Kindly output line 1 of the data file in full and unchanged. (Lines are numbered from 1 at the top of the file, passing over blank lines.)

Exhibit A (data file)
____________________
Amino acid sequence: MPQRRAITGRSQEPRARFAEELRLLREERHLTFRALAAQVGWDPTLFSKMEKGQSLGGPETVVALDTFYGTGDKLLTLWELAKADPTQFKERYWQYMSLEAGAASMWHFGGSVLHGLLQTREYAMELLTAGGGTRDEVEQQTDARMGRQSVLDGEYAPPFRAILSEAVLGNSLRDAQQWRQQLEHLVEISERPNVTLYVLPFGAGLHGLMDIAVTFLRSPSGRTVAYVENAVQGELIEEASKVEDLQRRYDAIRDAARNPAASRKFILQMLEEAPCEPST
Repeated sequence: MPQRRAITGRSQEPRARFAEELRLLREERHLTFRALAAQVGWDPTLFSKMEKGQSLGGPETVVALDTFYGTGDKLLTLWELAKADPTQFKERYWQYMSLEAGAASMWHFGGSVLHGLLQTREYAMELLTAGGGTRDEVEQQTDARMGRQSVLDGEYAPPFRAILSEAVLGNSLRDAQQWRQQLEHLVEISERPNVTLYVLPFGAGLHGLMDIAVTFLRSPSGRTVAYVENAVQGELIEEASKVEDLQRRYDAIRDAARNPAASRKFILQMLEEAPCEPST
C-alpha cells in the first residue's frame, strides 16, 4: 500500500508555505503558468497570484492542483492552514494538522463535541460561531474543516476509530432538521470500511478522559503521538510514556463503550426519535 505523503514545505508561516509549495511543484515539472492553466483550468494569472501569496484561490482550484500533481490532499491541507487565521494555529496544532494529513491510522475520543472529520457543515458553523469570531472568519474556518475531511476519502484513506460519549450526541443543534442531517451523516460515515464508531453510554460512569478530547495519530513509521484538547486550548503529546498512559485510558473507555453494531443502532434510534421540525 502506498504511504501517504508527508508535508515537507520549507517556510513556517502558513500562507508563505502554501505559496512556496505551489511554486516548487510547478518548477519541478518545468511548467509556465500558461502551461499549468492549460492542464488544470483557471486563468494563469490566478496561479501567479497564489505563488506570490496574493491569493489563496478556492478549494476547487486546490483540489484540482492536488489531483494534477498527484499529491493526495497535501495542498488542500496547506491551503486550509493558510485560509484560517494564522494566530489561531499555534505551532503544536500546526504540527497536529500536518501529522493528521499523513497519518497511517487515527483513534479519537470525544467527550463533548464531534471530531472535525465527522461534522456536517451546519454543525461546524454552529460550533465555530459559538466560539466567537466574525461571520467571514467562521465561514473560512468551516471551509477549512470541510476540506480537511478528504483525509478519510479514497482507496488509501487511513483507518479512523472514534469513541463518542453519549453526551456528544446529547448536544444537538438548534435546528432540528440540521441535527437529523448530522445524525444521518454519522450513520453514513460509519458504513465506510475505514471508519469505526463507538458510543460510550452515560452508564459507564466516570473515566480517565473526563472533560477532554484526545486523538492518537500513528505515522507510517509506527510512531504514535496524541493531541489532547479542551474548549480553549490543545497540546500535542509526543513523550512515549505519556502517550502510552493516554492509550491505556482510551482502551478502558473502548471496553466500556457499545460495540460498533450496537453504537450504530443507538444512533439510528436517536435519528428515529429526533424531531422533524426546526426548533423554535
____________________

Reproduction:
Amino acid sequence: MPQRRAITGRSQEPRARFAEELRLLREERHLTFRALAAQVGWDPTLFSKMEKGQSLGGPETVVALDTFYGTGDKLLTLWELAKADPTQFKERYWQYMSLEAGAASMWHFGGSVLHGLLQTREYAMELLTAGGGTRDEVEQQTDARMGRQSVLDGEYAPPFRAILSEAVLGNSLRDAQQWRQQLEHLVEISERPNVTLYVLPFGAGLHGLMDIAVTFLRSPSGRTVAYVENAVQGELIEEASKVEDLQRRYDAIRDAARNPAASRKFILQMLEEAPCEPST